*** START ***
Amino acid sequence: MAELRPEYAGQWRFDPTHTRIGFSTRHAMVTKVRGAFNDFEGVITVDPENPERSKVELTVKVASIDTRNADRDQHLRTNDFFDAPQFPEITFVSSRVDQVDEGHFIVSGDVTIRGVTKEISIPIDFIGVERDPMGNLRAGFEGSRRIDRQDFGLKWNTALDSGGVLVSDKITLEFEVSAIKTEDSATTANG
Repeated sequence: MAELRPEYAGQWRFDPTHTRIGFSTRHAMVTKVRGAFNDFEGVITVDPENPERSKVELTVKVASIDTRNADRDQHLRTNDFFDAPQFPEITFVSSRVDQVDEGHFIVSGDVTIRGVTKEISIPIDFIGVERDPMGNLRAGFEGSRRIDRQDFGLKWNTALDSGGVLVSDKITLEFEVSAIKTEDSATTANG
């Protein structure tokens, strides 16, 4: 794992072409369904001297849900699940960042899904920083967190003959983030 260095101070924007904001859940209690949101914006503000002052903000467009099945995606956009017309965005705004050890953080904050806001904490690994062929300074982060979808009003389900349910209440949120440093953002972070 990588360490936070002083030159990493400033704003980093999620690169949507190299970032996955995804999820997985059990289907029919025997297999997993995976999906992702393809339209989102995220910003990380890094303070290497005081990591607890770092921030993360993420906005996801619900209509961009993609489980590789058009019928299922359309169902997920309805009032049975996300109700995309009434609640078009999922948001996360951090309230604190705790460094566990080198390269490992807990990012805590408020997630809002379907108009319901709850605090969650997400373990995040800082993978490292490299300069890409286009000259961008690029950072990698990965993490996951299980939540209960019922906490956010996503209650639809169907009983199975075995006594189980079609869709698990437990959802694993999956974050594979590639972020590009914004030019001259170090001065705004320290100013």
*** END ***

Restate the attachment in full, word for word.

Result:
Amino acid sequence: MAELRPEYAGQWRFDPTHTRIGFSTRHAMVTKVRGAFNDFEGVITVDPENPERSKVELTVKVASIDTRNADRDQHLRTNDFFDAPQFPEITFVSSRVDQVDEGHFIVSGDVTIRGVTKEISIPIDFIGVERDPMGNLRAGFEGSRRIDRQDFGLKWNTALDSGGVLVSDKITLEFEVSAIKTEDSATTANG
Repeated sequence: MAELRPEYAGQWRFDPTHTRIGFSTRHAMVTKVRGAFNDFEGVITVDPENPERSKVELTVKVASIDTRNADRDQHLRTNDFFDAPQFPEITFVSSRVDQVDEGHFIVSGDVTIRGVTKEISIPIDFIGVERDPMGNLRAGFEGSRRIDRQDFGLKWNTALDSGGVLVSDKITLEFEVSAIKTEDSATTANG
């Protein structure tokens, strides 16, 4: 794992072409369904001297849900699940960042899904920083967190003959983030 260095101070924007904001859940209690949101914006503000002052903000467009099945995606956009017309965005705004050890953080904050806001904490690994062929300074982060979808009003389900349910209440949120440093953002972070 990588360490936070002083030159990493400033704003980093999620690169949507190299970032996955995804999820997985059990289907029919025997297999997993995976999906992702393809339209989102995220910003990380890094303070290497005081990591607890770092921030993360993420906005996801619900209509961009993609489980590789058009019928299922359309169902997920309805009032049975996300109700995309009434609640078009999922948001996360951090309230604190705790460094566990080198390269490992807990990012805590408020997630809002379907108009319901709850605090969650997400373990995040800082993978490292490299300069890409286009000259961008690029950072990698990965993490996951299980939540209960019922906490956010996503209650639809169907009983199975075995006594189980079609869709698990437990959802694993999956974050594979590639972020590009914004030019001259170090001065705004320290100013």